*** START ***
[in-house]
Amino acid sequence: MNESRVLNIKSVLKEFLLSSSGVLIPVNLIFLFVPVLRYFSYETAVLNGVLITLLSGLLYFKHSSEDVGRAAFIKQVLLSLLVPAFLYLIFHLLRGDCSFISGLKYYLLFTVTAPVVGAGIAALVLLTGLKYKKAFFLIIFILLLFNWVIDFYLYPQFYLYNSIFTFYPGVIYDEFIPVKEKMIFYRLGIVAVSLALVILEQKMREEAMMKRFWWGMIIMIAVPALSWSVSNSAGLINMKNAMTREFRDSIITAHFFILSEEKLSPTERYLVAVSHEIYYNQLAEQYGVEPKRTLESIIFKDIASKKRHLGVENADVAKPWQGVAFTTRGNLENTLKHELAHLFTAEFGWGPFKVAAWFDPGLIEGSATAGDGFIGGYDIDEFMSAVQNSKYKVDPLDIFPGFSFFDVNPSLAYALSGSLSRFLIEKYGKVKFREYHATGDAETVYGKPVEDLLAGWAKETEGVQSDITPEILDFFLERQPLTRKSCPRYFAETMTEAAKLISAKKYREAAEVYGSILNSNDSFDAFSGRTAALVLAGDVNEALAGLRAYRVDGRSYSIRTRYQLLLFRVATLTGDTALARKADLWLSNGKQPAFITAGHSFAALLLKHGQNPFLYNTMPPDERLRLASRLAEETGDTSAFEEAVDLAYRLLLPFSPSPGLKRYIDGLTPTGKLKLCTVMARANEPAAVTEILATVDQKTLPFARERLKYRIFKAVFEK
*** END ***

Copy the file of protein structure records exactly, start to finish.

[in-house]
Amino acid sequence: MNESRVLNIKSVLKEFLLSSSGVLIPVNLIFLFVPVLRYFSYETAVLNGVLITLLSGLLYFKHSSEDVGRAAFIKQVLLSLLVPAFLYLIFHLLRGDCSFISGLKYYLLFTVTAPVVGAGIAALVLLTGLKYKKAFFLIIFILLLFNWVIDFYLYPQFYLYNSIFTFYPGVIYDEFIPVKEKMIFYRLGIVAVSLALVILEQKMREEAMMKRFWWGMIIMIAVPALSWSVSNSAGLINMKNAMTREFRDSIITAHFFILSEEKLSPTERYLVAVSHEIYYNQLAEQYGVEPKRTLESIIFKDIASKKRHLGVENADVAKPWQGVAFTTRGNLENTLKHELAHLFTAEFGWGPFKVAAWFDPGLIEGSATAGDGFIGGYDIDEFMSAVQNSKYKVDPLDIFPGFSFFDVNPSLAYALSGSLSRFLIEKYGKVKFREYHATGDAETVYGKPVEDLLAGWAKETEGVQSDITPEILDFFLERQPLTRKSCPRYFAETMTEAAKLISAKKYREAAEVYGSILNSNDSFDAFSGRTAALVLAGDVNEALAGLRAYRVDGRSYSIRTRYQLLLFRVATLTGDTALARKADLWLSNGKQPAFITAGHSFAALLLKHGQNPFLYNTMPPDERLRLASRLAEETGDTSAFEEAVDLAYRLLLPFSPSPGLKRYIDGLTPTGKLKLCTVMARANEPAAVTEILATVDQKTLPFARERLKYRIFKAVFEK